1639. Personal Values as Mediators of Receipt of Non-influenza Childhood Vaccines
Session: Poster Abstract Session: Vaccine Hesitancy
Friday, October 6, 2017
Room: Poster Hall CD
Background: Understanding the factors related to parents’ compliance with the recommended childhood immunization schedule is important for maintaining high vaccination coverage. Previous research indicates personal values, defined as parents’ interests, concerns, wants, and needs, may influence immunization decisions. This study aimed to identify if personal values differences existed between parents who complied with recommendations for their child to get specific pediatric vaccines and those who did not.

Methods: A national survey of 886 parents of children <7 years old was conducted in 2016. Multivariate logistic regression analyses involving three vaccines that vary in terms of dosing, timing, and administration. Measles-Mumps-Rubella (MMR), H. influenza type b (Hib) and Rotavirus (RV) were used to examine whether personal values (taken from Kahle’s list of values and measured using a 1-5 Likert scale, where 1=not at all important, 5=very important) characterized differences in parental recall of vaccine receipt and non-receipt for their children.

Results: Receipt of specific vaccines was associated with value differences. MMR and RV receipt were associated with placing value on “having warm relationships with others” (OR: 2.5, 95% CI: 1.51, 4.00; OR: 1.6, 95% CI: 1.07, 2.30, respectively). Placing value on “a life of excitement” was associated with decreased odds of reported MMR receipt (OR: 0.5, 95% CI: 0.31, 0.81). Parents placing importance on “self-fulfillment in life” had higher odds of reporting Hib receipt (OR: 1.8, 95% CI: 1.30, 2.54) than parents placing importance on “self-respect” (OR: 0.4, 95% CI: 0.27, 0.73).

Conclusion: Personal value differences may exist between parents who accept recommended childhood vaccinations and those who do not. Parents who value having “warm relationships with others” and “self-fulfillment” may be more likely to follow recommendations to avoid confrontation with pediatricians. Parents who place higher importance on “self-respect” and “excitement” may be more likely to decline vaccinations for their child because they value autonomy, personal power, and voicing their opinions in decision-making.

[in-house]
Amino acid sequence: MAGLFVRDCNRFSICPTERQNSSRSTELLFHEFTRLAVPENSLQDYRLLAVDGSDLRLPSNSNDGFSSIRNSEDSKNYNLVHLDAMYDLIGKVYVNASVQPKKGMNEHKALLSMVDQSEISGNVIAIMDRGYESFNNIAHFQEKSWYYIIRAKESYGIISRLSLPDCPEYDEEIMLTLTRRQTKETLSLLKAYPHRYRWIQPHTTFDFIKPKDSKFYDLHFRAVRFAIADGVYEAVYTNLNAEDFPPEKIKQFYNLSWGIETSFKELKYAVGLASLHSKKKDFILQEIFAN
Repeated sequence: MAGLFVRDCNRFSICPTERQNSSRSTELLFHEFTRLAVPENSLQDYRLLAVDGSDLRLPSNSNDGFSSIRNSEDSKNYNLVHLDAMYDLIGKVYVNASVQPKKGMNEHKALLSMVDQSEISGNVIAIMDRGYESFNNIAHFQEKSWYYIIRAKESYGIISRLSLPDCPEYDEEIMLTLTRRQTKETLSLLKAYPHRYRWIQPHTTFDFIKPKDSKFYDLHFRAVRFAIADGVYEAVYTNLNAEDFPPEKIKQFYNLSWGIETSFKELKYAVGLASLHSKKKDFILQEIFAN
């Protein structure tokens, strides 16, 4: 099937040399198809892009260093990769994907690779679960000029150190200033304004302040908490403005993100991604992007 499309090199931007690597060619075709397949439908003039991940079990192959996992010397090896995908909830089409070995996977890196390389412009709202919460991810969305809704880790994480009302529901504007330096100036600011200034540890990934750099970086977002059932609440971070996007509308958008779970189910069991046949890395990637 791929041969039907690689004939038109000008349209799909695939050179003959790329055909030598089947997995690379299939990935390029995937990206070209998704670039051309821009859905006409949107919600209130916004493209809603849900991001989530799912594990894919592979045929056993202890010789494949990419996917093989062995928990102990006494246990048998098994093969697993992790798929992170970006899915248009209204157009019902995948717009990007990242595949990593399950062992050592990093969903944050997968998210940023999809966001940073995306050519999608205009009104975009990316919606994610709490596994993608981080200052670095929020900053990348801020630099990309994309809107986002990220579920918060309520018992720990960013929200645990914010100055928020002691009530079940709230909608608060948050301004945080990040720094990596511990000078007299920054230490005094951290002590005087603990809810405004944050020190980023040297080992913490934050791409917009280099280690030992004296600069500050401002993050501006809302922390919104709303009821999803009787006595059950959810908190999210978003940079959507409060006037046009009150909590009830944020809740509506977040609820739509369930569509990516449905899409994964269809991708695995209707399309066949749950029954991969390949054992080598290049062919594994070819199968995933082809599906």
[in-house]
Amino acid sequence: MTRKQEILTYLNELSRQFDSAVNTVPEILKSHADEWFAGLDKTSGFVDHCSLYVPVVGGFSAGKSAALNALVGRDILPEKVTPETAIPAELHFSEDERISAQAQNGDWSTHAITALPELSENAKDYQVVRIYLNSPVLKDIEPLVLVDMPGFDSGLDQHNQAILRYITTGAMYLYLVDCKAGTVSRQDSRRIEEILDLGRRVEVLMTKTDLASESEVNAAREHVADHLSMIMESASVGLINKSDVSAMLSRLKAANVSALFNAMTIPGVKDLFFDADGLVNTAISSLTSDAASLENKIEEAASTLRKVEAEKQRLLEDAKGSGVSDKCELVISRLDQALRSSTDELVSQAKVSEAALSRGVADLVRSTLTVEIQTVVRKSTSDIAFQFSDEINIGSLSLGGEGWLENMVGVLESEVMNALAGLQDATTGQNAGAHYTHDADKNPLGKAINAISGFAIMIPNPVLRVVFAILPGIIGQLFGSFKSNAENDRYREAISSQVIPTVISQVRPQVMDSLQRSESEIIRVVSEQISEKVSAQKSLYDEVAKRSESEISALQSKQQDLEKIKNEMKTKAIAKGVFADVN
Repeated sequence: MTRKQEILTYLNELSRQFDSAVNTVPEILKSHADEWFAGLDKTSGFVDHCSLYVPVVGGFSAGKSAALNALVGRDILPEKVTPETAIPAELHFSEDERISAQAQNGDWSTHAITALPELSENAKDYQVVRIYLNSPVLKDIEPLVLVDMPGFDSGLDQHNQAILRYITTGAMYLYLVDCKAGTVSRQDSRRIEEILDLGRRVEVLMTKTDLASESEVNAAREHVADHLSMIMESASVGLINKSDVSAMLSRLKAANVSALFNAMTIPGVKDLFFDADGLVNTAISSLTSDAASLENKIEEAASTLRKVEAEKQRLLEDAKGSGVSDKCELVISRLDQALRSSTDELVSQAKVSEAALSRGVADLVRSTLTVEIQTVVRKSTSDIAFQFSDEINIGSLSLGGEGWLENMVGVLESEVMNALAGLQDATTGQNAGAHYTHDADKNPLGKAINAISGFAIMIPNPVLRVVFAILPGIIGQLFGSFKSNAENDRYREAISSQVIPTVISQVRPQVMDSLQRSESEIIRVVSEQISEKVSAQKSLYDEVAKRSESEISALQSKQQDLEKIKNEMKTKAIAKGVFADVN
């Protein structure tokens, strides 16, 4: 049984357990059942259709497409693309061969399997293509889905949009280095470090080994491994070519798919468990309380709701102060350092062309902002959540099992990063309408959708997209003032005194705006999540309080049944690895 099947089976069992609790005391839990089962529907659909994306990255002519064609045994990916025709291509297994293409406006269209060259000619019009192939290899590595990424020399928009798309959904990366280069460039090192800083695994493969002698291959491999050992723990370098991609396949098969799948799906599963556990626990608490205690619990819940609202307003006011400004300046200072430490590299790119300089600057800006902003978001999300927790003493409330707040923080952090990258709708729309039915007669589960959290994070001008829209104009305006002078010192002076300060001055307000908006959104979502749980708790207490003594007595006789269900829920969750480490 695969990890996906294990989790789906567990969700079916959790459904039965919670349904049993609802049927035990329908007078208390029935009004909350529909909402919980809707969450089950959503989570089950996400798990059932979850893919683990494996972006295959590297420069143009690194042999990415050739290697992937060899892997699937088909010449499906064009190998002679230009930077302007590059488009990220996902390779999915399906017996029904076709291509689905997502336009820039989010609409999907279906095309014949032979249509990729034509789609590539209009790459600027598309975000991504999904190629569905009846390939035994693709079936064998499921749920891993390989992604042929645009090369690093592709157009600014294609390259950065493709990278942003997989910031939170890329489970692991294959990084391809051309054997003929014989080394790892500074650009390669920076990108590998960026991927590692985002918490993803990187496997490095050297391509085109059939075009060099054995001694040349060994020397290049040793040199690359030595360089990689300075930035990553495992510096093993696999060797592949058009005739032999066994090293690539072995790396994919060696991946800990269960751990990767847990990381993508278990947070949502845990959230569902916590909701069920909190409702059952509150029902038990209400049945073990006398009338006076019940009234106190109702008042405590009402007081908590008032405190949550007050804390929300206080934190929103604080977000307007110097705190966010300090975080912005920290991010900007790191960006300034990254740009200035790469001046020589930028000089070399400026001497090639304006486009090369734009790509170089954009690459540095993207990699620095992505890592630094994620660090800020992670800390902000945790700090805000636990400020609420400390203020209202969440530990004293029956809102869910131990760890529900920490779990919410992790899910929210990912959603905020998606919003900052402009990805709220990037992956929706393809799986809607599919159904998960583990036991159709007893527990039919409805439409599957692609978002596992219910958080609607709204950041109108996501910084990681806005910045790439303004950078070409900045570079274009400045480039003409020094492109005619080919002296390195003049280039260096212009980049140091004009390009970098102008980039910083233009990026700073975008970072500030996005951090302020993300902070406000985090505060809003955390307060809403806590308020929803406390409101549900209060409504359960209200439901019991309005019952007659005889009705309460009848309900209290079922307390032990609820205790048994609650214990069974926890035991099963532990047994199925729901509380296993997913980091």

Lillian Flannigan, MPH1, Walter A. Orenstein, MD, FIDSA, FPIDS2, Robert Bednarczyk, PhD3, Glen Nowak, PhD4, Judith Mendel, MPH5, Ann Aikin, MA5, Allison Chamberlain, PhD6, Alan R. Hinman, MD, MPH7, Saad Omer, MBBS, MPH, PhD, FIDSA8, Laura A. Randall, MPH9 and Paula Frew, PhD, MA, MPH10,11,12, (1)Medicine, Emory University School of Medicine, Atlanta, GA, (2)Medicine, Emory University, Atlanta, GA, (3)Departments of Global Health and Epidemiology, Rollins School of Public Health, Emory University, Atlanta, GA, (4)Grady College Center for Health & Risk Communication, Grady College of Journalism and Mass Communication, University of Georgia, Athens, GA, (5)National Vaccine Program Office, U.S. Department of Health and Human Services, Washington, D.C., DC, (6)Department of Epidemiology, Rollins School of Public Health, Emory University, Atlanta, GA, (7)Task Force for Global Health, Decatur, GA, (8)Emory Vaccine Center, Atlanta, GA, (9)Division of Infectious Diseases, School of Medicine, Emory University, Atlanta, GA, (10)Department of Medicine, Division of Infectious Diseases, Emory University School of Medicine, Atlanta, GA, (11)Hubert Department of Global Health, Rollins School of Public Health, Emory University, Atlanta, GA, (12)Department of Behavioral Sciences and Health Education, Rollins School of Public Health, Emory Univeristy, Atlanta, GA


L. Flannigan, None

W. A. Orenstein, None

R. Bednarczyk, None

G. Nowak, None

J. Mendel, None

A. Aikin, None

A. Chamberlain, None

A. R. Hinman, None

S. Omer, None

L. A. Randall, None

P. Frew, None

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